New York City will once again provide extra police presence around shuls during the High Holy Days, police officials said Wednesday at the annual NYPD “Pre-High Holy Days Briefing,” where Jewish leaders conveyed support for police during a period of soaring crime and anti-police sentiment.
The briefing has been the largest yearly get-together at One Police Plaza between police brass, politicians, and Jewish officials, activists and rabbis, usually over a bagel brunch. But due to the COVID pandemic, this year a more limited event was held via Zoom.
“It was in many ways a very different city back when this event started” over 40 years ago, Police Commissioner Dermot Shea said. “But what hasn’t changed is our commitment to your safety, and our resolve to make sure you can practice your faith freely and openly. During the High Holy Days, as always, you’ll see an increase of professional police presence at synagogues during times of services and events.”
An overarching theme of the speeches at Wednesday’s event was the rising wave of crime in New York.
Police relations with some minority communities are at a nadir in the city and across the nation, following citywide and national protests since the May death of George Floyd, a black man in Minneapolis, while in police custody. Riots and looting occurred during the anti-police demonstrations in New York City, which coincided with a sharp increase in other crimes, particularly shootings and murders. Murders have risen 34% in the first eight months of 2020 compared with the same period last year, and shootings have spiked 87%. Social-justice advocates have alleged over-aggressive tactics by police in dealing with protestors and have passed laws restraining and defunding police, while law-and-order advocates have complained about what they deem to be police’s inadequate response to rising crime.
Rabbi Alvin Kass, the 84-year-old NYPD chaplain who recently made citywide headlines after being the subject of an unsuccessful mugging attempt (the perpetrator reportedly rifled through Rabbi Kass’s pockets, but fled when he discovered the rabbi’s police shield), said, “No society can survive without effective law enforcement,” quoting Deuteronomy 16:18, “Judges and officers shall you appoint in all your cities.”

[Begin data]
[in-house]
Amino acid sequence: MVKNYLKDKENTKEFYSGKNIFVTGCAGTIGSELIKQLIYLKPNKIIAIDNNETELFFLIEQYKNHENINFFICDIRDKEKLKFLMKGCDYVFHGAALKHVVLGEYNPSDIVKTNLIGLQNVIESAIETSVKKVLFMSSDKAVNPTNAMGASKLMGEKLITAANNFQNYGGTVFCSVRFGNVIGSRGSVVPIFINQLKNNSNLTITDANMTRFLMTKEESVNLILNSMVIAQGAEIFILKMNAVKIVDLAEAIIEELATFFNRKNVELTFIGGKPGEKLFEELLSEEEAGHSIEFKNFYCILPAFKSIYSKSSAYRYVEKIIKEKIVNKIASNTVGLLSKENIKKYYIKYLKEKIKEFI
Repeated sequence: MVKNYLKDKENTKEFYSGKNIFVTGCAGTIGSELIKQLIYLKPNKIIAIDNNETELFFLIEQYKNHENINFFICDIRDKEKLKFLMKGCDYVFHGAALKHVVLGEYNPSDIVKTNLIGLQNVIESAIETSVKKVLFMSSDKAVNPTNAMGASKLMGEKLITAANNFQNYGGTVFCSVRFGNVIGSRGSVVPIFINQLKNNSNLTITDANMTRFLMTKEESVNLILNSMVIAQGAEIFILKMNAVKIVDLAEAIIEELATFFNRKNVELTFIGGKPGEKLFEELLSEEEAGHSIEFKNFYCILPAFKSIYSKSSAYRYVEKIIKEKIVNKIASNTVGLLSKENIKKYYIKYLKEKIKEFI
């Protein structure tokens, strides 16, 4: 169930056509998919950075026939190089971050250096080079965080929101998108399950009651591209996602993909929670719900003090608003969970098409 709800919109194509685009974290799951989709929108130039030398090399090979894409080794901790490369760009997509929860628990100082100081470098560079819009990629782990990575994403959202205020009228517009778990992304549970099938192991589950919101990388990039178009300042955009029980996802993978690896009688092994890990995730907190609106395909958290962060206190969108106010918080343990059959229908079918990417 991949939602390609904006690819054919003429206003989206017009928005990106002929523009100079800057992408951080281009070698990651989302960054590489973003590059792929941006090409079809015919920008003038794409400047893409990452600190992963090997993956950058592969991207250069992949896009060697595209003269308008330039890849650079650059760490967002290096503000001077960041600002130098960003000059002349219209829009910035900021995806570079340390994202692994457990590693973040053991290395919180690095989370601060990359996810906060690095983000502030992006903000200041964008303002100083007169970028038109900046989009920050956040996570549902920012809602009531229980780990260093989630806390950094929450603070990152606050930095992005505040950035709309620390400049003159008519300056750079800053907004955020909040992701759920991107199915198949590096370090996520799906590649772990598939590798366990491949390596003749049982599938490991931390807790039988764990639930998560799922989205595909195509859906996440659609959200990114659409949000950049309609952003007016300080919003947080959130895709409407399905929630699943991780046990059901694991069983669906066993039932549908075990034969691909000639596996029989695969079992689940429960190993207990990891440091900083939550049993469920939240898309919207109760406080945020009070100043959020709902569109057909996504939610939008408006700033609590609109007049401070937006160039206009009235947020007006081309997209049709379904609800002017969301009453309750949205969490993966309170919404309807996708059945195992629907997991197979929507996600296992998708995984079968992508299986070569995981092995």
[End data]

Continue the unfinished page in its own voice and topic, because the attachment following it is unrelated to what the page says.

“We are so blessed here in New York to have the greatest police department in the entire world,” Rabbi Kass said. “That doesn’t mean that it’s perfect; fallibility is the most conspicuous feature of mankind. That’s really what these High Holy Days are all about: They call upon us to engage in serious self-examination, with a view to striving towards ever-higher standards of conduct and behavior. It ought not be surprising that occasionally things go wrong. What is astonishing is that given the multiplicity of highly charged, life-and-death, split–second decisions that police officers have to make each and every day, things go right most of the time.”
A primary focus of Mayor Bill de Blasio’s crime-fighting strategy has been improving police relations with minority communities, where many of the shootings and murders have occurred.
Chief Jeff Maddrey, the newly appointed head of the NYPD Community Affairs Bureau, has been participating in a series of town hall meetings in these neighborhoods.